• The target company’s geographic location, industry, and business type determine which cybersecurity and data privacy laws and regulations it needs to comply with. These requirements can impact a transaction in ways that are not immediately obvious.

Difficulty performing assessments:

  • Though there are many tools that can identify cybersecurity vulnerabilities, a target company might restrict access to use these tools due to confidentiality reasons.

Level of interest:

  • When a target company is not as interested in selling, they might be less willing to disclose information regarding their cybersecurity posture.

Quantifying risk:

  • Every company uses technology in different ways, and the target organization’s adoption of technology determines how the cybersecurity due diligence process plays out. Because cyber risk is dynamic, quantifying it can feel a lot like chasing a moving target. Buyers need to tailor the cybersecurity due diligence process to the target organization and should not assume that one size fits all.

Managing cybersecurity during M&A transactions

  • The earlier on you evaluate cyber risk in the M&A process, the better you can evaluate the total cost of assets and liabilities.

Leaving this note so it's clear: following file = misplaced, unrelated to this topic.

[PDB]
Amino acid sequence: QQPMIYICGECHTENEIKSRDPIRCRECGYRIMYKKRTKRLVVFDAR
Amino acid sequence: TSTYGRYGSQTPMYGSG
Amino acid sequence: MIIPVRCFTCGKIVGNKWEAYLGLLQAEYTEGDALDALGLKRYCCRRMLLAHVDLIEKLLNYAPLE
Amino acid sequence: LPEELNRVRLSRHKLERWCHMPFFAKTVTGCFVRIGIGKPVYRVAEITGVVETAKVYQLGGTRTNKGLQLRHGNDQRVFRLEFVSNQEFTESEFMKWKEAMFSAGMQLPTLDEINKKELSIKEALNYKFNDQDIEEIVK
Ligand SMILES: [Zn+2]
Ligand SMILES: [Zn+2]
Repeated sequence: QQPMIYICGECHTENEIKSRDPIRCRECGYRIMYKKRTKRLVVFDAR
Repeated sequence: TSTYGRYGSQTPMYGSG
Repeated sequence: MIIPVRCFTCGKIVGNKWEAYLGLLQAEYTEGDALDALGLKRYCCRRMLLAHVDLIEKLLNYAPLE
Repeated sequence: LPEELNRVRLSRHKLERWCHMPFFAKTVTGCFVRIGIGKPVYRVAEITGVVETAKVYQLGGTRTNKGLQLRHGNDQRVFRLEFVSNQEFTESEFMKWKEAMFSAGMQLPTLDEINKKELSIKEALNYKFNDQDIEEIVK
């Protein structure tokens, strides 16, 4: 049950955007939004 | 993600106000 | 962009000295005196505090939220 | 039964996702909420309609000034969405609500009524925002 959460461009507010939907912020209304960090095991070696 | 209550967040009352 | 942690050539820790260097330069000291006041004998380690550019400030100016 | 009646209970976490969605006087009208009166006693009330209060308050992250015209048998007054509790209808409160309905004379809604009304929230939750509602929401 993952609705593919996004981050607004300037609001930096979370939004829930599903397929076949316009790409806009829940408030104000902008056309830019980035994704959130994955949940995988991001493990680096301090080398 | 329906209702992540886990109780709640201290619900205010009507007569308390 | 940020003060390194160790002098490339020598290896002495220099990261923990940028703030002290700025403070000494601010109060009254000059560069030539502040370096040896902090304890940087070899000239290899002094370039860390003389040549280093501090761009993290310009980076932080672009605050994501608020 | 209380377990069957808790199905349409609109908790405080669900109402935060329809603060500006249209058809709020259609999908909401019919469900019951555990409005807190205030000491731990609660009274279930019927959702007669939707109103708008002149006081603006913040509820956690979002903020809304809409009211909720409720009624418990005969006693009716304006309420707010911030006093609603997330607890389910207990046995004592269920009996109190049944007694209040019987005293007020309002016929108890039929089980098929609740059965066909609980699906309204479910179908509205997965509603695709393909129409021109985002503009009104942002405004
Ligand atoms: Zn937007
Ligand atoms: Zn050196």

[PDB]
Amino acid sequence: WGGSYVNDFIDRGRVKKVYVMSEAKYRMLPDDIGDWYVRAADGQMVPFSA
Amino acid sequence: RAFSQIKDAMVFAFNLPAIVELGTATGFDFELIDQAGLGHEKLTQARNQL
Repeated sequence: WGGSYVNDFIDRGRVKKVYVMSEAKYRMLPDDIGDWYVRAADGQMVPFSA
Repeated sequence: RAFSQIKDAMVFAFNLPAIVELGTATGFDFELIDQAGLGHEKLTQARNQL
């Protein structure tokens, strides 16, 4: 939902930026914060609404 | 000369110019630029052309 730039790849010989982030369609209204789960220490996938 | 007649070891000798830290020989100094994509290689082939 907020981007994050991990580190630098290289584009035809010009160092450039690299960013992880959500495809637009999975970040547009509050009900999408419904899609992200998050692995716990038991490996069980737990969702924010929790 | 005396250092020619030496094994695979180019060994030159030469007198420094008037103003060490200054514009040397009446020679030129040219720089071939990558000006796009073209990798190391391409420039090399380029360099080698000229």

Here are the key steps you should take:

Include cybersecurity experts on your team:

  • Having a cyber aware M&A team makes the cybersecurity due diligence process much easier to navigate. Cybersecurity experts can provide guidance about creating metrics for measuring cybersecurity and aligning the risk with overarching business strategy, as well as help you understand your cyber risk tolerance.

Create an asset inventory:

  • An asset inventory should account for physical, virtual, and logical assets. Physical assets may include data rooms, laptops, servers, and cellphones. Virtual and logical assets to account for may include software, data, and applications. Also determine to which extent the target company relies on managed services.

Review plans and protocols:

  • Does the target company have an incident response plan and a disaster recovery plan? How often are these plans tested and improved? Do employees participate in cybersecurity awareness trainings?